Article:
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World Heritage Site

for World Heritage Travellers

Recent Community Reviews

1036 of 1073 WHS have been reviewed by our community.

Blaenavon Industrial Landscape Jay T, 23-May-18

Blaenavon Industrial Landscape

About halfway through my very rainy drive from London to the Blaenavon Industrial Landscape in Wales earlier this month, I had to remind myself BBC weather predicted clearing skies by the time I would arrive at Blaenavon. Fortunately, the weather forecast was correct, and I was able to enjoy some sun for an hour in the town before driving to the Big Pit to descend into the depths of the former coal mine. One of the best things about visiting Blaenavon is that entrance to both the Blaenavon Ironworks and the Big Pit is free, and the former miners giving the tours of the coal mine were knowledgeable and amusing (and good singers, which I suspect is a requirement for being Welsh) as they discussed the hardships of the coal mining industry. On my tour was a friendly Welsh couple who gave context to how the coal mining at Blaenavon benefited the copper industry near their city of Swansea.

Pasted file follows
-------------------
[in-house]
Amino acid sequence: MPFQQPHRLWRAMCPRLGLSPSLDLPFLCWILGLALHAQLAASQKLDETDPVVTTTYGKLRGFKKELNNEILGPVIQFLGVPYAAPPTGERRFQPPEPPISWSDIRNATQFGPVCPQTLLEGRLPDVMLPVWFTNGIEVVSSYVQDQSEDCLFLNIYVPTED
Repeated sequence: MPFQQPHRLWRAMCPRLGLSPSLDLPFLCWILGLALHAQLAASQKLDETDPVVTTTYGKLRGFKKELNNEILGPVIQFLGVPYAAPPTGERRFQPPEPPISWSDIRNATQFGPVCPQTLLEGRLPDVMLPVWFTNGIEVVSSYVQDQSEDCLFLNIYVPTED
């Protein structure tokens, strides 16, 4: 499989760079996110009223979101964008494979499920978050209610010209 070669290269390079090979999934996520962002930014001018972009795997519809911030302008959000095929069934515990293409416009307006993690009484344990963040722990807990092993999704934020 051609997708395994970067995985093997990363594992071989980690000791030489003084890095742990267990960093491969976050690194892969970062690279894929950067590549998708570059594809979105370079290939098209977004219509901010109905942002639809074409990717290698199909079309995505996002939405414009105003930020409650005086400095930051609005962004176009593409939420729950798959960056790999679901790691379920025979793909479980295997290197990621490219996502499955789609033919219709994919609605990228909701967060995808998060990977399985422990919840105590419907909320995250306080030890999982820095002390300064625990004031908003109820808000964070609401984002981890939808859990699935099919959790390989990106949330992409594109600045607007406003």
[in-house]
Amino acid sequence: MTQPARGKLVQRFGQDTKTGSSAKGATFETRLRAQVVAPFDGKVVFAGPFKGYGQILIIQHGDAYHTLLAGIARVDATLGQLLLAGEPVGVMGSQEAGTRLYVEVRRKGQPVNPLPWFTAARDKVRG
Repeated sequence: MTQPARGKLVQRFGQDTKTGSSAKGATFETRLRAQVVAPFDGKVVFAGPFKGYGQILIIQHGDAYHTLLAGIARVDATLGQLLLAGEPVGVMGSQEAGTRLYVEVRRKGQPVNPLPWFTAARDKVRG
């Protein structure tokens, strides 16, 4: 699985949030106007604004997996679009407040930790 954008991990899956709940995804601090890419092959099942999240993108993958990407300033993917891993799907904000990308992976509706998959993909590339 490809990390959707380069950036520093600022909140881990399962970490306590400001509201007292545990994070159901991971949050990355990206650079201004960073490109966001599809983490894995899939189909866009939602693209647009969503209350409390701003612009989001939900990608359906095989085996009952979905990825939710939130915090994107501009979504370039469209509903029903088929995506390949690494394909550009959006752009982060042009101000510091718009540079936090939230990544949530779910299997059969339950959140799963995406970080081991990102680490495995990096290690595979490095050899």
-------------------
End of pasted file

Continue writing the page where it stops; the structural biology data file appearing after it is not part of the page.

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Masada DL, 23-May-18

Before thinking you are about to see a major Jewish site, note that Masada is a Roman ruin all in all, the only exception being a synagogue converted from a stable by the Jewish rebels. Despite Josephus' claim that Masada was first occupied by the Hasmonean, no archaeological finding can support such claim and the current consensus points to Herod founded the site as a fortified palace between 37 - 31 BC. 

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Madinat al-Zahra (T) Zoe Sheng, 21-May-18

Madinat al-Zahra (T)